The effect of a live yeast is to improve feed conversion efficiency by between 10% and 15%. Yeast allows the cow to get more out of its existing diet and actually saves you money.Yeast really does work.
It is in these areas where small adjustments can have dramatic impacts on lifetime performance.
It is therefore important for pig producers to review their lactation nutrition and determine the economic feasibility of improving this nutrition to improve weaning weight with the potential return per pig. In addition, piglets on the live yeast fed sows had a reduced pre-weaning mortality compared to the control piglets born on the sows fed no live yeast.
In addition, live yeasts can impact the immune status of the animal and a trial conducted in the USA showed that piglets suckling from Vistacell fed sows had an improved immune status as measured by CD4 and CD8 levels. This combined production improvement makes the target of maximising meat yield per sow per year easier to achieve. Yeast as a supplement to animal feed has traditionally been harvested from starch- or sugar-dependent food manufacturing waste streams. Assuming this biorefinery had been in operation since January 2010, and its ethanol sold at market value, this venture would have been profitable if the feed yeast had been sold at 70 cents to $1.20 per kg.
If feedstock costs were to double, due to supply and demand, it would add $1.30 per gallon (34 cents per liter) to the MESP, thus crippling a facility that produces ethanol alone.
The result is 1 - 2 litres more milk per cow, usually accompanied with other benefits in terms of milk quality, improved fertility, body condition and overall herd health. Weaning weight has always been important but it is becoming more critical as the number of pigs per sow per year increases, meaning more variable birth and weaning weights. This reduced pre-weaning mortality in the live yeast fed sows resulted in an extra 0.5 pig per weaning. For purpose-grown yeast, substrate accounts for up to 60 percent of production expense, and the cost of the main substrate, molasses, is at historic highs.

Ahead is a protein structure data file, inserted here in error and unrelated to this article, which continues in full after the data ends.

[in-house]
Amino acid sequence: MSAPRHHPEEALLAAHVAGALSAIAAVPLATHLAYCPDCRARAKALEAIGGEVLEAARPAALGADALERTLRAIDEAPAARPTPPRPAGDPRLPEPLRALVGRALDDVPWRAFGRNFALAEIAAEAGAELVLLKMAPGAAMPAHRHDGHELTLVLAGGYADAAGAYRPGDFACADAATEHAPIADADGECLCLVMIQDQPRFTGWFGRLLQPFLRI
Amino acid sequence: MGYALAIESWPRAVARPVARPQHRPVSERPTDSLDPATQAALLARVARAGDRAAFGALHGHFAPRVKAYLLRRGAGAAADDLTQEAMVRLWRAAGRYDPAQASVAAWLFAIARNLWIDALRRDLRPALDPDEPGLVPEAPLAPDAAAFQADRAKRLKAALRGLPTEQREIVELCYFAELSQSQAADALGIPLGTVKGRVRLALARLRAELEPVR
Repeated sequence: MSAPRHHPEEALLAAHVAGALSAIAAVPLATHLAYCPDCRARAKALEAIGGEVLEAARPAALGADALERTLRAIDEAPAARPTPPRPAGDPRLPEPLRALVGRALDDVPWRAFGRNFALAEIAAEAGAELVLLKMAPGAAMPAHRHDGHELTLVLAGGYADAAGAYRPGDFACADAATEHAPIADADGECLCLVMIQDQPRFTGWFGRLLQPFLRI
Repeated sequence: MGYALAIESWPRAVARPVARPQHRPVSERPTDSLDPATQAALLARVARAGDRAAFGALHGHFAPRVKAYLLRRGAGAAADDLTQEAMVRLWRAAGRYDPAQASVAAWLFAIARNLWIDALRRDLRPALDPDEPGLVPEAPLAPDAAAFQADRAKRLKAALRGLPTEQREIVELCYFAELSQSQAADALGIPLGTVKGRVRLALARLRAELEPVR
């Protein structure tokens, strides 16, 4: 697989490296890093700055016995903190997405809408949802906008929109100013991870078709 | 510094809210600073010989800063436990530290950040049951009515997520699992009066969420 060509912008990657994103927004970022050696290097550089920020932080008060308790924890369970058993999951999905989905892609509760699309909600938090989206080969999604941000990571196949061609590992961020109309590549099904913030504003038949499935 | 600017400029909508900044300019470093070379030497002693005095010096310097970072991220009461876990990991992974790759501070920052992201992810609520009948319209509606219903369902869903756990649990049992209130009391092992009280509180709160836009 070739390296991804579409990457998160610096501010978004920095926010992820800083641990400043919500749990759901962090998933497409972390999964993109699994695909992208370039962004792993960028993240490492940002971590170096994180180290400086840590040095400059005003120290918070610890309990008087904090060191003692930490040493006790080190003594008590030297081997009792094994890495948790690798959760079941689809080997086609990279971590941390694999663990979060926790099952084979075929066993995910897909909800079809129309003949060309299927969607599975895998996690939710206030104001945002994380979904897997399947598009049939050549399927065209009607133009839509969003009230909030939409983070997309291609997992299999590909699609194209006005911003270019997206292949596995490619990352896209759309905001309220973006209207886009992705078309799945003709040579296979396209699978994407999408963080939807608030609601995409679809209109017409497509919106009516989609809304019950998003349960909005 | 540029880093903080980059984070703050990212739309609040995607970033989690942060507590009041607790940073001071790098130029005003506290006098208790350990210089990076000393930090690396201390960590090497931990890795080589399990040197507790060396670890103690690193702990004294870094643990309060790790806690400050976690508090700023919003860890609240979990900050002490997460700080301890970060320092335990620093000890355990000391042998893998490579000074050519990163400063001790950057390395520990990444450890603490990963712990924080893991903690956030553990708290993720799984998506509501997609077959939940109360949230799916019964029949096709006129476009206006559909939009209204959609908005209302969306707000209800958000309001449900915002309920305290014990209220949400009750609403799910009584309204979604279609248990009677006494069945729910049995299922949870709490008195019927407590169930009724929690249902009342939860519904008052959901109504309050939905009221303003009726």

We currently estimate aeration requirements will be similar to baker’s yeast propagation where 24 kg of air is needed for each kilogram of yeast produced.
Based on observed yields and productivities the MESP for the feed and fuel base case is $2.57 per gallon (67 cents per liter). At 6.5 which is optimum pH, we would expect to see very settled, clean, healthy cows, cudding well with optimum rumen function and very efficient digestion, which is exactly what we see regularly on commercial farms who feed yeast. With improvements in management, restocking and improved genetics there has been a steady year on year increase in the number of piglets weaned per sow per year globally over the last five years (Figure 1).
It is therefore a focus of swine producers to both increase the number of pigs weaned per sow per year and to maintain or improve weaning weights whilst at the same time reducing pre-weaning mortality. The ability of Microbiogen’s unique, nongenetically engineered yeast strains to utilize the wood sugar xylose along with conventional six-carbon sugars, opens up global markets. The six-carbon sugars were fermented into ethanol, and yeast biomass was aerobically produced from the xylose-rich stillage.
At this rate, the energy requirement for aeration is equivalent to the cost of purchasing cellulase enzymes. Sustainable fuels along with animal feeds are markets that will not reach their limits anytime soon, especially with the United Nations projecting an extra two billion people on the planet within the next 40 years.
This will assist in promoting ‘beneficial’ bacteria in the gut and will reduce the maintenance energy cost of the pig due to better nutrient utilisation for growth.
Researchers are now trying to offset the substantial costs of fractionating and hydrolyzing lignocellulosic materials by coproducing complex plastics, polymers and chemicals.
It is important to add, that as a supplement fed to the poultry, swine, cattle, dairy, sheep, goat, aquaculture, equine and petfood industries, yeast biomass currently sells at prices between 80 cents and $3 per dry kilogram, depending on the strain and its intended market.